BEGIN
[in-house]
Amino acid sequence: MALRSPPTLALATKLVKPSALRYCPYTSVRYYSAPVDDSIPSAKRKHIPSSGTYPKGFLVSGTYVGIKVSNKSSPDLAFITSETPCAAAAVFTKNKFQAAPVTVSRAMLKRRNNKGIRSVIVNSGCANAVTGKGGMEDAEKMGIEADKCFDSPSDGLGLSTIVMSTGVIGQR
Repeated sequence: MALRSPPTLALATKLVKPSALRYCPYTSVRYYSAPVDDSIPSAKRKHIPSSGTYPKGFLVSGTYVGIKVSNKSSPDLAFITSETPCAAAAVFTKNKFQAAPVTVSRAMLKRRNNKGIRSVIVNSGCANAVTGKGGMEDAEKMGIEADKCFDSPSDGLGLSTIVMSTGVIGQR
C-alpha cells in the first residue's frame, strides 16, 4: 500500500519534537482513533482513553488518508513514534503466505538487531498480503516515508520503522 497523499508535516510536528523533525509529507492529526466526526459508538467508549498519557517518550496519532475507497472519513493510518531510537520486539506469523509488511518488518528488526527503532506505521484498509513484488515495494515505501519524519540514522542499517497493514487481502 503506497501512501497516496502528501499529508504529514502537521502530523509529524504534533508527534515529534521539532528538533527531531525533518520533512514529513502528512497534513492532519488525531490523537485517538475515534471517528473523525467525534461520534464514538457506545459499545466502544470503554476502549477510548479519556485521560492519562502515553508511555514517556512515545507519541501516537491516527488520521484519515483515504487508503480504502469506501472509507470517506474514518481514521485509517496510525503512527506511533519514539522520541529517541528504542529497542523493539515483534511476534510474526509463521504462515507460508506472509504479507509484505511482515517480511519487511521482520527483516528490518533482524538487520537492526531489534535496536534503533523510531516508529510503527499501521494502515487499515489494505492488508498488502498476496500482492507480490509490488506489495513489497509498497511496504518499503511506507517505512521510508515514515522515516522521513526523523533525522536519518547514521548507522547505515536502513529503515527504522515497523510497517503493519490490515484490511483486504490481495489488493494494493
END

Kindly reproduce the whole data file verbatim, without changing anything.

[in-house]
Amino acid sequence: MALRSPPTLALATKLVKPSALRYCPYTSVRYYSAPVDDSIPSAKRKHIPSSGTYPKGFLVSGTYVGIKVSNKSSPDLAFITSETPCAAAAVFTKNKFQAAPVTVSRAMLKRRNNKGIRSVIVNSGCANAVTGKGGMEDAEKMGIEADKCFDSPSDGLGLSTIVMSTGVIGQR
Repeated sequence: MALRSPPTLALATKLVKPSALRYCPYTSVRYYSAPVDDSIPSAKRKHIPSSGTYPKGFLVSGTYVGIKVSNKSSPDLAFITSETPCAAAAVFTKNKFQAAPVTVSRAMLKRRNNKGIRSVIVNSGCANAVTGKGGMEDAEKMGIEADKCFDSPSDGLGLSTIVMSTGVIGQR
C-alpha cells in the first residue's frame, strides 16, 4: 500500500519534537482513533482513553488518508513514534503466505538487531498480503516515508520503522 497523499508535516510536528523533525509529507492529526466526526459508538467508549498519557517518550496519532475507497472519513493510518531510537520486539506469523509488511518488518528488526527503532506505521484498509513484488515495494515505501519524519540514522542499517497493514487481502 503506497501512501497516496502528501499529508504529514502537521502530523509529524504534533508527534515529534521539532528538533527531531525533518520533512514529513502528512497534513492532519488525531490523537485517538475515534471517528473523525467525534461520534464514538457506545459499545466502544470503554476502549477510548479519556485521560492519562502515553508511555514517556512515545507519541501516537491516527488520521484519515483515504487508503480504502469506501472509507470517506474514518481514521485509517496510525503512527506511533519514539522520541529517541528504542529497542523493539515483534511476534510474526509463521504462515507460508506472509504479507509484505511482515517480511519487511521482520527483516528490518533482524538487520537492526531489534535496536534503533523510531516508529510503527499501521494502515487499515489494505492488508498488502498476496500482492507480490509490488506489495513489497509498497511496504518499503511506507517505512521510508515514515522515516522521513526523523533525522536519518547514521548507522547505515536502513529503515527504522515497523510497517503493519490490515484490511483486504490481495489488493494494493